Bringing space debris to light
Dutch designer Daan Roosegaarde’s project brings art, design and space debris together
Before it was officially decommissioned, Envisat—short for “Environment Satellite”—was the world’s largest earth observation satellite. It was a high-tech piece of machinery weighing 8 tonnes, and was responsible for gathering information on earth with the help of a multitude of sensors.
But when the European Space Agency (ESA) lost contact with the satellite in 2012, it was reduced to a big piece of space debris that now orbits earth along with thousands of fragments of space junk. Imagine an 8-tonne satellite floating in space, and the amount of debris it would create if it were to collide with an existing satellite or spacecraft. There are presently no clear solutions to address the problem of space debris.
But Dutch designer Daan Roosegaarde believes it is possible to find a solution, while simultaneously creating awareness about it. The Space Waste Lab—which was started in October by Studio Roosegaarde—is a “living lab” which brings art, design and space debris together to figure out how the thousands of space waste particles floating around the earth could be captured and upcycled.
The project has two phases. Phase 1 focuses on an outdoor installation which uses high-density LED beams and realtime tracking information to visualize space waste at an altitude of 20020,000km. During the installation’s recent opening, the pitch-dark skies over Almere in the Netherlands lit up with bright green LED beams as they homed in on pieces of space debris and followed their trajectory.
Phase 2 includes a multi-year programme to capture space waste and upcycle it into sustainable products. The lab is supported by space experts from ESA, the knowledge partner for the project. André Kuipers, a Dutch astronaut and physician, is also a part of the project.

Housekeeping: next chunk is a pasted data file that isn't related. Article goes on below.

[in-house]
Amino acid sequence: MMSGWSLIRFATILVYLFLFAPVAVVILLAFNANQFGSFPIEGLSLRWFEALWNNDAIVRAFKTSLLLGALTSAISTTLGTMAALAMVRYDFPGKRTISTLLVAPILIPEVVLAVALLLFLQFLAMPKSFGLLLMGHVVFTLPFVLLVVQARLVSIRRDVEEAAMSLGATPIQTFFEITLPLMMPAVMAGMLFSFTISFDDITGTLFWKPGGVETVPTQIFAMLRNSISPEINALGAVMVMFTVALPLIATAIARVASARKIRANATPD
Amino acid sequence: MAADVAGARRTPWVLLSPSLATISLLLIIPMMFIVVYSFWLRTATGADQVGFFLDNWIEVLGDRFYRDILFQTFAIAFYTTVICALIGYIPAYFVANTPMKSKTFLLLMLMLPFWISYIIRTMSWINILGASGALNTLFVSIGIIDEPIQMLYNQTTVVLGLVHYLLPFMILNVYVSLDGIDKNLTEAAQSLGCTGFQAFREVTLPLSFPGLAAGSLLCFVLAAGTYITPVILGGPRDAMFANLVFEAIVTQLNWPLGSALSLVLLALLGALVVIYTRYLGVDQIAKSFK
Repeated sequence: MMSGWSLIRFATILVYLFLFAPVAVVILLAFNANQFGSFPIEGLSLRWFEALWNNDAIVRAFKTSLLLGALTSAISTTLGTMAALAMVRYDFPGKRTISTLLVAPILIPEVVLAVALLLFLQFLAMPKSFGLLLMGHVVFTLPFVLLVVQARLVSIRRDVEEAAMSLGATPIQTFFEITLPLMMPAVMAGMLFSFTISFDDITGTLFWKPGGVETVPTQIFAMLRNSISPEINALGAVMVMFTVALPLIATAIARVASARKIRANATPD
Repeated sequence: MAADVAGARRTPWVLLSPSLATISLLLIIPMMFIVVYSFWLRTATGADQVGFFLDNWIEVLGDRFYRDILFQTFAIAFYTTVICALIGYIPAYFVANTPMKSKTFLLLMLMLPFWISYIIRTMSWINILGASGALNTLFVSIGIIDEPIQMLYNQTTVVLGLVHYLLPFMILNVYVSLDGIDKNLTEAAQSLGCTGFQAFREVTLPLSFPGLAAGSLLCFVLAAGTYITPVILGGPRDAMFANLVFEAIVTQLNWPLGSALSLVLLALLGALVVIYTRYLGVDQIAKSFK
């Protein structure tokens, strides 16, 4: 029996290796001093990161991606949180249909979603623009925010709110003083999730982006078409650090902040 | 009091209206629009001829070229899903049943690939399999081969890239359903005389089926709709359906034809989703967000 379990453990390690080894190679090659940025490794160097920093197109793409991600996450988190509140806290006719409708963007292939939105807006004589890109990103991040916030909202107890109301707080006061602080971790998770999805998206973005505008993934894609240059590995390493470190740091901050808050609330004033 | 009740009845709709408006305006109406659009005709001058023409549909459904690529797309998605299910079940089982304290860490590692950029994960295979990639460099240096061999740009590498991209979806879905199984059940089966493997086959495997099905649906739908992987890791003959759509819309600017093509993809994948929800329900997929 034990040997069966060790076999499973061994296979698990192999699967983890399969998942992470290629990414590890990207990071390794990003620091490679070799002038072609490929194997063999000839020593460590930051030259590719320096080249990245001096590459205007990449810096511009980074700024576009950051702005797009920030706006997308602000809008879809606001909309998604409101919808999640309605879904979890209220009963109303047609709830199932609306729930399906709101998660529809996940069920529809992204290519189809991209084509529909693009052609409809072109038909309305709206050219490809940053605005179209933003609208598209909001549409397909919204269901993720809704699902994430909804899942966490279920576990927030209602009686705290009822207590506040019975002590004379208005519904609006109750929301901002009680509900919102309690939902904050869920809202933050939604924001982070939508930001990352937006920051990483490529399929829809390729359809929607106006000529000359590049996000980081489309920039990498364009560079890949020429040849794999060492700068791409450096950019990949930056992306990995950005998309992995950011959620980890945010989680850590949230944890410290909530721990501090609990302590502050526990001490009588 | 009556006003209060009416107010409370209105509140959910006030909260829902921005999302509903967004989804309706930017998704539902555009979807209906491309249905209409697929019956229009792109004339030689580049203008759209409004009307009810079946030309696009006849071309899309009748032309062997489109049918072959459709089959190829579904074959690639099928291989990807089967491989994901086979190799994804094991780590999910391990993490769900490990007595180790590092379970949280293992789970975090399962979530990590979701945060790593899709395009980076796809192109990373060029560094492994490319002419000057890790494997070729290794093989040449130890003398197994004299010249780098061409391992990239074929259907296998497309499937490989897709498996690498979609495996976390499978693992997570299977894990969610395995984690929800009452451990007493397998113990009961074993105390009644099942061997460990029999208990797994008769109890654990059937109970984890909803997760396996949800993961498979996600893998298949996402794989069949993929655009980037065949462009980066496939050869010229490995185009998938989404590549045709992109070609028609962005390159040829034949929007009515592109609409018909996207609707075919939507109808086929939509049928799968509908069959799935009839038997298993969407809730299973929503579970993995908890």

Almost every piece of debris is tracked by various space organizations around the world to make sure it does not pose any immediate threat to other functioning objects. The designers and engineers at Studio Roosegaarde used this tracking information to develop a customized software that highlights space debris in the atmosphere above us. “It’s a lot of coding and tracking but we got it working now,” Roosegaarde says over the phone. The Dutch innovator and designer says the Space Waste Lab was a logical next step after working on the Smog Free Project (urban innovations targeted at reducing pollution) for the last three-four years.
While the living lab aims to create a new perspective on space waste with the help of the live LED beams performance, it is the upcycling of space debris that remains an exciting proposition. The ESA, Roosegaarde says, provided the studio with some samples of space waste; the idea is to figure out more solutions.
“The next step is where we are going to capture space waste and upcycle it into a more sustainable experience… There are some ideas: like can we create artificial falling stars as a replacement for fireworks,” adds Roosegaarde. “Nobody likes to clean up. It’s difficult. The moment we add a new value and creative dimension to it, this creates an incentive to see it as an ingredient with potential, instead of just a problem. That is what is needed to clear space waste,” he says. The target is to show the first results from the project at the 2020 World Expo in Dubai.
Like his previous projects, the live Space Waste Lab performance will travel to other destinations. Its next stop is Luxembourg, which has its own asteroid mining programme. Roosegaarde says the studio is in talks with Houston (Nasa) and also plans to get the Space Waste Lab to India in the near future. “We are looking at Delhi or Bengaluru,” he adds.
At Almere, which is a cultural hot spot in the Flevoland area, spectators were witness to an ongoing expo called “Space @ KAF” (on till January) which covered the wider context of space through educational talks and films. There were also workshops on what we can do with space waste. For Roosegaarde, this is the way forward. “I think art and science need to work together to improve the world. We cannot do it alone. Neither science, nor art.”